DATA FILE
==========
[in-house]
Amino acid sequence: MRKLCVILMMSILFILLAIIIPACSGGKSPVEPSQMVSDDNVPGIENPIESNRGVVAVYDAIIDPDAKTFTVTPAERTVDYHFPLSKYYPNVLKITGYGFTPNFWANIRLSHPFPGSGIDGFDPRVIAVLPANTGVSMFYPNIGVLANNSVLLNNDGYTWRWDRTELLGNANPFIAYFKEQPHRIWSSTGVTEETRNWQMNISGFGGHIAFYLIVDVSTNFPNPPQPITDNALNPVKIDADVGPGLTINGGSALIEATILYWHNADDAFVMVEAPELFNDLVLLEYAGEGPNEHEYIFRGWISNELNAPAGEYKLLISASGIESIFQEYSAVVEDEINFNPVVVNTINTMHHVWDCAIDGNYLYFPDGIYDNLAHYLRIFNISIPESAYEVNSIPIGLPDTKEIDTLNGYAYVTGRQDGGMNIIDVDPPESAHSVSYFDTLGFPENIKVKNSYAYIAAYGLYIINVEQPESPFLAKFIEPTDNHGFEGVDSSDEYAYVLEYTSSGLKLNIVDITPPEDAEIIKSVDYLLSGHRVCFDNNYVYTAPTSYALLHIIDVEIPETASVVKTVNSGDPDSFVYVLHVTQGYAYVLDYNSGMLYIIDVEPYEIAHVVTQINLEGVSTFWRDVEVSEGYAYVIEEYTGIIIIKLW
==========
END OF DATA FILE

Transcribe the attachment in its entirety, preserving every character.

[in-house]
Amino acid sequence: MRKLCVILMMSILFILLAIIIPACSGGKSPVEPSQMVSDDNVPGIENPIESNRGVVAVYDAIIDPDAKTFTVTPAERTVDYHFPLSKYYPNVLKITGYGFTPNFWANIRLSHPFPGSGIDGFDPRVIAVLPANTGVSMFYPNIGVLANNSVLLNNDGYTWRWDRTELLGNANPFIAYFKEQPHRIWSSTGVTEETRNWQMNISGFGGHIAFYLIVDVSTNFPNPPQPITDNALNPVKIDADVGPGLTINGGSALIEATILYWHNADDAFVMVEAPELFNDLVLLEYAGEGPNEHEYIFRGWISNELNAPAGEYKLLISASGIESIFQEYSAVVEDEINFNPVVVNTINTMHHVWDCAIDGNYLYFPDGIYDNLAHYLRIFNISIPESAYEVNSIPIGLPDTKEIDTLNGYAYVTGRQDGGMNIIDVDPPESAHSVSYFDTLGFPENIKVKNSYAYIAAYGLYIINVEQPESPFLAKFIEPTDNHGFEGVDSSDEYAYVLEYTSSGLKLNIVDITPPEDAEIIKSVDYLLSGHRVCFDNNYVYTAPTSYALLHIIDVEIPETASVVKTVNSGDPDSFVYVLHVTQGYAYVLDYNSGMLYIIDVEPYEIAHVVTQINLEGVSTFWRDVEVSEGYAYVIEEYTGIIIIKLW